Collaboration with airlines and partners
There has been close contact and collaboration between CPH, the airlines and our partners throughout the corona crisis.
Before the crisis, 150 stores and food outlets were open in and around the terminals. At the end of the year, there were just nine. Throughout the year, CPH worked with our partners to get through the crisis as well as possible. Opening times were revised and new agreements negotiated with most partners. When the pandemic grounded aircrafts in the spring, the airport did not impose parking charges. In the first quarter of 2021, CPH agreed with the airlines to focus on the restart and adjust the agreement for the period 2019-2023 on the charges paid to use the airport. The adjusted agreement addresses the unintended consequences that the corona crisis has had for the assumptions underlying the charges agreement. This has created calm and balance for both CPH and the airlines up to and including 2023.
CPH co-founder of Green Fuels for Denmark
We do not yet know the full extent of the corona crisis or how long it will last. Aviation was one of the first sectors to be hit by the crisis and will be among the last to come out on the other side. Yet climate change is a challenge that we as businesses and as a society will have to deal with and find solutions to in the years ahead.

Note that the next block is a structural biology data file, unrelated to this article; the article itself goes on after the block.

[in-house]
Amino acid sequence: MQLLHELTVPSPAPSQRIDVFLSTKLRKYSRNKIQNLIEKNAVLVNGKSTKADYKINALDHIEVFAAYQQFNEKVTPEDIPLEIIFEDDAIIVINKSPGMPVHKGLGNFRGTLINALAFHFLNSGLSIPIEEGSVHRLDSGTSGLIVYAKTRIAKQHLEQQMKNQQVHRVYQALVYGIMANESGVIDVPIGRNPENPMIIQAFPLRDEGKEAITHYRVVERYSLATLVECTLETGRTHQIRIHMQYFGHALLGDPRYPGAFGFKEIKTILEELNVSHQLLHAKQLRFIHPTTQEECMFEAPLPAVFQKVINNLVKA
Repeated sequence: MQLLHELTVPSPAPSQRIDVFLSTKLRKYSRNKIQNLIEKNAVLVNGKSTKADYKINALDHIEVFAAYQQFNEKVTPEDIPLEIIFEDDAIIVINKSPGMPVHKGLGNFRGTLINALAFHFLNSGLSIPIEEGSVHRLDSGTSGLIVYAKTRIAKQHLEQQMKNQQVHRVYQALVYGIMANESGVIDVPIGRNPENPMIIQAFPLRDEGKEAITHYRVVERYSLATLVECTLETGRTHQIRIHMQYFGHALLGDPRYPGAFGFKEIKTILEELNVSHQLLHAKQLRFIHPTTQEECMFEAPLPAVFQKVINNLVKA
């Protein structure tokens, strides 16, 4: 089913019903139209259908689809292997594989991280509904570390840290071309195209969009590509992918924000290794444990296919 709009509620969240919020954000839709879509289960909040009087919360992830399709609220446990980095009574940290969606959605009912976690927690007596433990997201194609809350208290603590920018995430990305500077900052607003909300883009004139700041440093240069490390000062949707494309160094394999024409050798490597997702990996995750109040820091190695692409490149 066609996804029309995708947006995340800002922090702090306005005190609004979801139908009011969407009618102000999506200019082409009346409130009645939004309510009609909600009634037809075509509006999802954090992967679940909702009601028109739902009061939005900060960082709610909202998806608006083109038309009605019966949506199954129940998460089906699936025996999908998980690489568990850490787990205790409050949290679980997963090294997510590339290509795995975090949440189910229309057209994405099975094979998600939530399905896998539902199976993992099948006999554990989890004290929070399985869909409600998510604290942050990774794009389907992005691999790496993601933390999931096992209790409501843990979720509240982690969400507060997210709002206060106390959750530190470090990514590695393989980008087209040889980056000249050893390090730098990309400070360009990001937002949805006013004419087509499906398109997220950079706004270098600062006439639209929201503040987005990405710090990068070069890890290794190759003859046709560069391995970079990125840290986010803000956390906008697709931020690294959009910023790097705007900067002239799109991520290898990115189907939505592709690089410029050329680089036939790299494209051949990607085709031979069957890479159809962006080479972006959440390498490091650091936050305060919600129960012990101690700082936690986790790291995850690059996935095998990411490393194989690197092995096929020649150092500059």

In 2020, CPH entered into several exciting partnerships that will ensure the development of sustainable fuels in Denmark and the zero-emissions airport of the future.
CPH helped to establish the innovative Green Fuels for Denmark partnership together with A.P. Møller - Mærsk, DSV Panalpina, DFDS, SAS, Nel, Everfuel, Haldor Topsøe, Ørsted and others. As part of the Danish government’s climate partnership with the aviation industry, in 2020 CPH also presented an ambitious plan to achieve significant CO2 reductions as early as 2030. As a result, we can now see more clearly the route to zero-emissions aviation in 2050.
In October, a consortium led by Copenhagen Airport (CPH) with 14 European partners and the Danish Technological Institute won an EU tender of DKK 90 million to create the sustainable airport of the future. With the ALIGHT project, CPH will be the venue for the development of specific solutions and examples of how an airport can be set up to operate without any carbon emissions and deliver infrastructure for carbon-neutral aircraft.